Facts about Japanese Beetles

How to Identify, Control, and Prevent these Pests

Japanese Beetle

They may be small, but Japanese beetles can cause a lot of damage to your plants and trees. Find out more about these beastly insects and what you can do to help save your yard.

What are Japanese Beetles

About half inch in length with blue-green heads, copper backs, and tan wings, these beetles may be small bugs, but they have a large appetite. Not considered picky eaters, Japanese beetles favor over 200 species of plants, but they prefer roses, beans, grapes, and raspberries. Once they’re done eating, only the skeletonized veins of a leaf are left. These pests don’t like to eat alone either, so if you see one, chances are its buddies are close. This makes them one of the biggest threats to crops across the Eastern and Midwest of the U.S.

Here’s a timeline of  their lifespan:

  • They lay eggs in the soil around June.
  • Eggs develop into tiny white grubs that lay low for about 10 months, overwintering in the soil.
  • Adult beetles emerge from soil and begin feeding in June.
  • The lifecycle of an adult Japanese beetle is about 40 days.

Controlling Japanese Beetles

There are many ways homeowners and farmers have tried to prevent and control Japanese beetles from ruining plants. Here are just a few of the most popular:

  • Hand pick them off your plants and put them in a solution of a tablespoon of liquid dishwashing detergent and water, which will cause them to drown.
  • Use a shop vac to suck them off plants and then dump them into a soapy solution.
  • Cover your plants during the six to eight week beetle feeding period in early summer.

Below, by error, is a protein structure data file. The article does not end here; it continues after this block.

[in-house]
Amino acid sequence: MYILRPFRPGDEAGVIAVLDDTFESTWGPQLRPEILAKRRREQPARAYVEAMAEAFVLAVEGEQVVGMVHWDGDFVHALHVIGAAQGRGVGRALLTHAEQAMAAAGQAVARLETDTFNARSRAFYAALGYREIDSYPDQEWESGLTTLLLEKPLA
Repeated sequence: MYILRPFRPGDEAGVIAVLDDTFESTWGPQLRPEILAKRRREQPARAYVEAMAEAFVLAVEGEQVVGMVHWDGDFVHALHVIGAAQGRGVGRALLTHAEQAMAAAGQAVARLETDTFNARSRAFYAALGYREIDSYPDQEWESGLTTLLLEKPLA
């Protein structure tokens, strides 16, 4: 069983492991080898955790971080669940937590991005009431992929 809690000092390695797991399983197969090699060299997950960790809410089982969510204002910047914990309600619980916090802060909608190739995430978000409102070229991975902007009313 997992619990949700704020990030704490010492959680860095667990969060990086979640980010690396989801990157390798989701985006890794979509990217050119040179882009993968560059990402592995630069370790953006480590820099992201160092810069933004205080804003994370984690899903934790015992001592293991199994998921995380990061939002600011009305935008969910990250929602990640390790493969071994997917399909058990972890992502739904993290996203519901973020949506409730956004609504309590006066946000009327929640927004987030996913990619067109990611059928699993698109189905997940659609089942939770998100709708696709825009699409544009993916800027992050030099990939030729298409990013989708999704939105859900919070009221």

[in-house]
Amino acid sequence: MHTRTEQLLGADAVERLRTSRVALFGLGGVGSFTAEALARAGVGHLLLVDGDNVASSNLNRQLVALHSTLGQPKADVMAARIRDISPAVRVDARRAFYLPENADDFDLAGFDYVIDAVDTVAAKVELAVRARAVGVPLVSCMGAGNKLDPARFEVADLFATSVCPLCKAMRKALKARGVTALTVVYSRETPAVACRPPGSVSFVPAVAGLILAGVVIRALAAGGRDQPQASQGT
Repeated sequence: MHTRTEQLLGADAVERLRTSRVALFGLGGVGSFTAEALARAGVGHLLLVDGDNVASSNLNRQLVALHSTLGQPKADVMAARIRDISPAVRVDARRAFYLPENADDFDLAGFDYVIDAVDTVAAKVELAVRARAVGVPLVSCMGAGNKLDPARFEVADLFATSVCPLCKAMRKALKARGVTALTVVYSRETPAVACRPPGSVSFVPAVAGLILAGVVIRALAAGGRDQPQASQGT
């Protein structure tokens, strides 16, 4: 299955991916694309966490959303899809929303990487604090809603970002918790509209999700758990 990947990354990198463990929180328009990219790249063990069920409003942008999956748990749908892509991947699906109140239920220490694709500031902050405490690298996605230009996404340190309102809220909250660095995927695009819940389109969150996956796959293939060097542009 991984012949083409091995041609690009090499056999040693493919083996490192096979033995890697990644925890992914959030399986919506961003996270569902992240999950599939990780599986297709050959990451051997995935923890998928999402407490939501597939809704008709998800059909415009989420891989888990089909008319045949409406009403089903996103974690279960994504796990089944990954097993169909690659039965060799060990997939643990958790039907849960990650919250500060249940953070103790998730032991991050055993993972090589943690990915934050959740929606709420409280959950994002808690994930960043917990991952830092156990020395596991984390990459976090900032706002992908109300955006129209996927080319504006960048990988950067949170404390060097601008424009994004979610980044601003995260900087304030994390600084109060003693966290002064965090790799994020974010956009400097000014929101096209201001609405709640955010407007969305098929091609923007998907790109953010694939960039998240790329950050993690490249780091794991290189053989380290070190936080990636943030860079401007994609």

• Put down a dropcloth overnight, and in the early morning, when they’re most active, shake them off into a bucket of soapy water.
  • Insecticides can work, but instructions must be followed closely.
  • Apply any sprays in the morning, but not in full sun or hot temperatures. If your plants start to wilt, rinse the leaves immediately with clean water.
  • Japanese beetle traps can be helpful in some instances, but they also might attract more beetles from beyond your yard. Be sure to place traps far away from plants you want to save.
  • Apply diatomaceous earth, a powder you can dust your plants with. It is not a poison, but an irritant to the bugs. It works its way into their exoskeletons and kills them.
  • Eliminate them in the grub stage—late spring and fall. Spray the lawn with a mixture of two tablespoons of liquid dishwashing soap diluted in one gallon of water per 1,000 square feet. The grubs will surface and the birds will feast. Spray once each week until no more grubs surface.

Preventing Japanese Beetles

Maintaining a healthy lawn, trees, and plants by watering and fertilizing regularly is one way to help reduce the damage caused by beetles. Remove any dead or diseased plants, which can attract Japanese beetles.

You can also introduce the fungal disease milky spore into your lawn to control the beetle larvae population. The larvae ingest the spores as they feed in the soil. This fairly expensive method could take a few years to become effective.

Planting garlic, rue, or tansy near your affected plants helps deter beetles in a more natural way. If you’re looking for more tips to tackle the beetle population in your yard, contact Elite Tree Care.